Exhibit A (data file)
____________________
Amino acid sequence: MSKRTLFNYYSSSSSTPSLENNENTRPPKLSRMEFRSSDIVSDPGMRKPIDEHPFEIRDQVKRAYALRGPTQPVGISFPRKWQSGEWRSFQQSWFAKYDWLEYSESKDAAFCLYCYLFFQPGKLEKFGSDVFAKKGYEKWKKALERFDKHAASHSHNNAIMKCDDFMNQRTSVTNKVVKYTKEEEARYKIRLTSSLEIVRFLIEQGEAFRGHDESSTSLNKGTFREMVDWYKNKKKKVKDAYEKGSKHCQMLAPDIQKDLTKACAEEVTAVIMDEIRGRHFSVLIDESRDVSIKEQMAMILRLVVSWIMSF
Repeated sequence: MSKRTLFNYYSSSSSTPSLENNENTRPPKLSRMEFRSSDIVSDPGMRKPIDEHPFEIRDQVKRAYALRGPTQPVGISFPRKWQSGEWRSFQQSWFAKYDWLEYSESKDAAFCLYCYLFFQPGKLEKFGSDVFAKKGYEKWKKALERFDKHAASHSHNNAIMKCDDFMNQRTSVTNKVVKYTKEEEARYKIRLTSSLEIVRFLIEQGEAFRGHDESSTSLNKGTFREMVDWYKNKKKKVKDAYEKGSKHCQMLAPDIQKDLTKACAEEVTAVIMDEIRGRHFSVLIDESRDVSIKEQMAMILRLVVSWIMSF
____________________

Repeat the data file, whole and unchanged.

Amino acid sequence: MSKRTLFNYYSSSSSTPSLENNENTRPPKLSRMEFRSSDIVSDPGMRKPIDEHPFEIRDQVKRAYALRGPTQPVGISFPRKWQSGEWRSFQQSWFAKYDWLEYSESKDAAFCLYCYLFFQPGKLEKFGSDVFAKKGYEKWKKALERFDKHAASHSHNNAIMKCDDFMNQRTSVTNKVVKYTKEEEARYKIRLTSSLEIVRFLIEQGEAFRGHDESSTSLNKGTFREMVDWYKNKKKKVKDAYEKGSKHCQMLAPDIQKDLTKACAEEVTAVIMDEIRGRHFSVLIDESRDVSIKEQMAMILRLVVSWIMSF
Repeated sequence: MSKRTLFNYYSSSSSTPSLENNENTRPPKLSRMEFRSSDIVSDPGMRKPIDEHPFEIRDQVKRAYALRGPTQPVGISFPRKWQSGEWRSFQQSWFAKYDWLEYSESKDAAFCLYCYLFFQPGKLEKFGSDVFAKKGYEKWKKALERFDKHAASHSHNNAIMKCDDFMNQRTSVTNKVVKYTKEEEARYKIRLTSSLEIVRFLIEQGEAFRGHDESSTSLNKGTFREMVDWYKNKKKKVKDAYEKGSKHCQMLAPDIQKDLTKACAEEVTAVIMDEIRGRHFSVLIDESRDVSIKEQMAMILRLVVSWIMSF